Roughly 53 million adults in the U.S. live with a disability, according to a study published by the Centers for Disease Control and Prevention. That’s almost one in five grownups. So multifamily professionals should know all the ins and outs of how to handle a disabled resident in order to protect company reputation, increase community appeal and, probably most importantly, avoid costly penalties or lawsuits. A U.S. Department of Housing and Urban Development report revealed that only in fiscal year 2012-2013, housing discrimination victims obtained $425 million in compensation. So complying with the Americans with Disabilities Act, the Federal Fair Housing Act or other legislation regarding residents’ rights might be vital for any site manager, operator or owner.
Mandatory or not
There are a few main things you definitely need to know in order not to waste time and money, but also understand whether a regulatory or federal subsidy applies to you. First of all, the ADA only refers to public accommodation, which for a multifamily property means… the rental office. A community room might fall under ADA regulation if it is available to more than the residents and their guests. In the U.S., apartment properties do not have ADA units. So when a potential resident wants to talk about ADA units in your community, it actually shows that they don’t clearly understand accessibility laws.
The FHAA requires that buildings built after March 13, 1991, be constructed with specific design features and to be adaptable. Features of adaptable units must allow the owner to promptly adapt a unit if a resident with a physical disability needs accessible features. All ground-floor units and all units in elevator buildings must be adaptable. All common areas must also be completely accessible. The difference between accessible units and adaptable units is that, for instance, adaptable units have reinforced walls at the toilets accommodate the installation of grab bars if needed, while fully accessible units has those grab bars already in place.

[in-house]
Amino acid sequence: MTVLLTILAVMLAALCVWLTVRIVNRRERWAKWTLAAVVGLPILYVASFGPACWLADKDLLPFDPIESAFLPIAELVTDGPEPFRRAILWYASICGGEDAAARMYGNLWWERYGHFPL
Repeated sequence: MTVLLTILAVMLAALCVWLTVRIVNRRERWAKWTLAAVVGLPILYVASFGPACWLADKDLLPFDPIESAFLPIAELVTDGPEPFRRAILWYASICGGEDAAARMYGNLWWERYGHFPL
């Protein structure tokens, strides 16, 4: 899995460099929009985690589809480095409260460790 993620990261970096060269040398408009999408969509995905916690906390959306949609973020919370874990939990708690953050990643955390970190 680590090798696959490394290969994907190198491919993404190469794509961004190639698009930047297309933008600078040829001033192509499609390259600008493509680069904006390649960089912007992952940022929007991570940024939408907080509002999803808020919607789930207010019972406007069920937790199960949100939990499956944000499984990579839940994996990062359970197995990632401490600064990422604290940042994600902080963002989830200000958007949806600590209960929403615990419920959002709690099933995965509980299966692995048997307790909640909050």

The design requirements of Section 504 were implemented in 1982 for newly constructed rural developments and in 1988 for HUD properties in 1988. Unless considerably renovated, assets built under these programs before these dates are not required to provide five percent fully accessible units and two percent hearing and visually impaired units. Section 504 also requires that common areas be fully accessible, but if a property was built prior to the implementation dates, the owner is under no obligation to make units or common areas accessible.
Another important aspect to consider is pets. Although most communities nowadays are pet-friendly, there are properties with a “no-pet” policy. However, companion or emotional support animals fall within the definition of assistance animals under HUD’s guidelines. By law, housing providers cannot charge extra or prohibit the animal from living nears its disabled or impaired owner. You can request verification that the resident indeed has a disability and that the animal is related to it. When confronted by a resident who doesn’t appear to have a disability, but wants to accommodate his dog or cat in your community, legal experts recommend follow the HUD guidelines.
Once you understand all laws and adhere to rules, you will be able to stay within full compliance and probably avoid a costly Fair Housing lawsuit, especially since first-time ADA violations can result in up to $75,000 in civil fines.